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Common Water Heater Issues To Be Aware Of

Water Heater IssuesAnyone looking to buy a home, whether it a new home or an older home, needs to have a professional inspection.

Some homes have a lot of problems and some have very few. After you make an offer on a home, buyers have an “option period” of between 5-10 days.

During that time, you have the right to hire a professional home inspector to check out every aspect of the home including the plumbing and the water heater.

Water heaters are something that can cost you a lot of money if they are not setup properly or are way beyond their lifespan.

Here are a few items to look out for when you are at a house you are interested in and you spot out of the corner of your eye the water heater.

Is your water heater installed correctly?

Inspecting a water heater and the plumbing in very important, including the age of the water heater and the possible life expectancy of the unit.

Many water heaters have been installed by persons that are not aware of the rules or codes required. These are important for the proper performance of the water heater, and help to prevent water damage to the sheetrock or wood structure from water leaks.

Water heaters that are installed in the garage must be elevated off the floor by at least 18 inches, because if gasoline is spilled in the garage, the gas fumes settle down low to the floor. With it being elevated, the water heater ignition source is elevated above the fumes.

Do you see water dripping coming from the heater?

Taking a look at your water heater from time to time should be part of your regular inspection of the condition of your home, like looking under the sink for water leaks.

Just because you have a water leak at the water heater doesn’t mean you have to replace it.

Sometimes it is just a bad hose pipe or connecting pipe that can be repaired without the entire unit.

Water heater lifespan can vary depending on whether the unit is electric or gas. Gas units usually last longer than electric.

The other big factor is if the unit is undersized for the size of the house and the number of people that are living in there, which can overwork the unit.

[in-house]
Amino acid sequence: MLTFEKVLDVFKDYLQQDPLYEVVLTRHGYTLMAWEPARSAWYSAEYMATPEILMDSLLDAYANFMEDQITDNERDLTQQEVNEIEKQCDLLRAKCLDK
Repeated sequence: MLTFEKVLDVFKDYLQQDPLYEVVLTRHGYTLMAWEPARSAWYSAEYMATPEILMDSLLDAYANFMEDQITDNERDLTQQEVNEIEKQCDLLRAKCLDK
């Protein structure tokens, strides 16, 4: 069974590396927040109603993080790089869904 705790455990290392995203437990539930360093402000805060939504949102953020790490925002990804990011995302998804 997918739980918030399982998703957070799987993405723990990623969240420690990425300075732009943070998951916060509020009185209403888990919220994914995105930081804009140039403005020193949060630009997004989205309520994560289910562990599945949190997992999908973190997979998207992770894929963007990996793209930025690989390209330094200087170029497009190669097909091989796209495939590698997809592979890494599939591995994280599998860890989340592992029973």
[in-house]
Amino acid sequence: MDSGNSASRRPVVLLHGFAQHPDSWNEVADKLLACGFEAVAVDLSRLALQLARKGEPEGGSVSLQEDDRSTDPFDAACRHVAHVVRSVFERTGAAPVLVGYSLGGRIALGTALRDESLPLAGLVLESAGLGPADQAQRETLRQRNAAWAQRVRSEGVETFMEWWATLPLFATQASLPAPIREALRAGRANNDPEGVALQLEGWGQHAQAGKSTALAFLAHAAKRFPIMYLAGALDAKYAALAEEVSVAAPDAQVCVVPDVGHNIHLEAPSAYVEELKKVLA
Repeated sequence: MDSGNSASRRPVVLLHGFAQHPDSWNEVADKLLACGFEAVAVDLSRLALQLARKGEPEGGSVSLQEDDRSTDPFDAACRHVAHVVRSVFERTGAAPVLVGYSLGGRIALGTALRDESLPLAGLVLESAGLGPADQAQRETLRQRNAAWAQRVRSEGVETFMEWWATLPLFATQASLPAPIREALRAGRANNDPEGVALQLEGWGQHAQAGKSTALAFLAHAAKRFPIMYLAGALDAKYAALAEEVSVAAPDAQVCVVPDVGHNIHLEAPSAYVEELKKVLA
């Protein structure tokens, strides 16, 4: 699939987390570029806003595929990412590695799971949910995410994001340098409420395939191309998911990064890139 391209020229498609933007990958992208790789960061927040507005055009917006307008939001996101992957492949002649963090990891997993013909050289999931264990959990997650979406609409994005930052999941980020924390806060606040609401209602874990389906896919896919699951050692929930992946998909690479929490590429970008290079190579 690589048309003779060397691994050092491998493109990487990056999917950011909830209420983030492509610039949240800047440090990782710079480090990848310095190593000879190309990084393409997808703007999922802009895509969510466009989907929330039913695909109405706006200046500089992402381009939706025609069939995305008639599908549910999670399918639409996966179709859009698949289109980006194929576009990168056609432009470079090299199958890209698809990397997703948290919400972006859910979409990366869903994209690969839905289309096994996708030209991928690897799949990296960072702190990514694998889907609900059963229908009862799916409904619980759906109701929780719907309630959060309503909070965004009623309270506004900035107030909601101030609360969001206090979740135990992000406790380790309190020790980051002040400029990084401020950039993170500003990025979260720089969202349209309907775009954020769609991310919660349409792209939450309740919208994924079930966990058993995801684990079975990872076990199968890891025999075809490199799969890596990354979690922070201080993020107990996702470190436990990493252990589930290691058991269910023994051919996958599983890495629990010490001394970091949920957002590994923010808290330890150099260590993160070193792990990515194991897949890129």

The last factor is how hard is your water? Hard water can reduce the lifespan of the water heater by years.

Do you see rusty pipes?

When you go into the house you should always check for water pressure, but you should also look at the water color.

Looking for leaks, rusting or corroding water pipe connections at the water or under sinks should be something you do every 6 months or so.

Try to catch these symptoms before they can actually start to leak.

Water pressure is something that should be checked by a plumber unless you buy a $10 water pressure gauge at your local hardware store.

Most homeowners don’t do this but if you’re interested the water pressure should be between 40 and 80 pounds per square inch. Water pressure that is too high can damage the water pipes and fixtures.

Is the water see-through and clear, or is it brown?

If your water looks brown, chances are the pipes on the water heater are corroded and rusty. The pressure fluctuation of the water turning on and off can loosen the rust that is along the inner walls of the pipes and releases that water into the supply.

Water pipes that are rusting cannot only be from an old water heater but more commonly from old galvanized water pipes that were commonly used in home construction in much older houses from about 1960 and older.

Rusting is not always found from water heaters since most have anti-rust linings in the tank.

Is the water too hot?

The maximum temperature for the hot water should be set to 120 °F (49 °C). This is to prevent scalding for those with more sensitive skin such as the young or elderly.

Should you be cautious about hard water?

If you are looking for a home where it is known that there is hard water, you should find out if the homeowners are using water softeners. Water softeners will help solve hard water problems such as odors and bad taste.

Some odors can occur from old water heaters with low water temperatures and hard water. An older water heater can have a problem with a sacrificial anode.

This rod when aging can give the water a rotten egg smell.

Not all of the odor or tastes are the fault of the water heater. Installing a water softener will reduce the scale in appliances and pipes.

If the taste and clarity are a problem, installing water filters with carbon filters and reverse osmosis can greatly improve the quality of the water.

Babcock Home Inspectors has been providing accurate and thorough home inspection services to clients in the San Antonio, TX area as well as Boerne, Canyon Lake, La Vernia, Lytle, Medina Lake and Pleasanton areas since 2001.

For more information or to arrange an appointment, please feel free to contact us at 210-325-2106 today!

Written by Ray Babcock

Ray Babcock

Ray Babcock is the owner of Babcock Home Inspections in San Antonio, Texas. They are dedicated to highest quality in Home Inspections & Termite Control within the San Antonio area.

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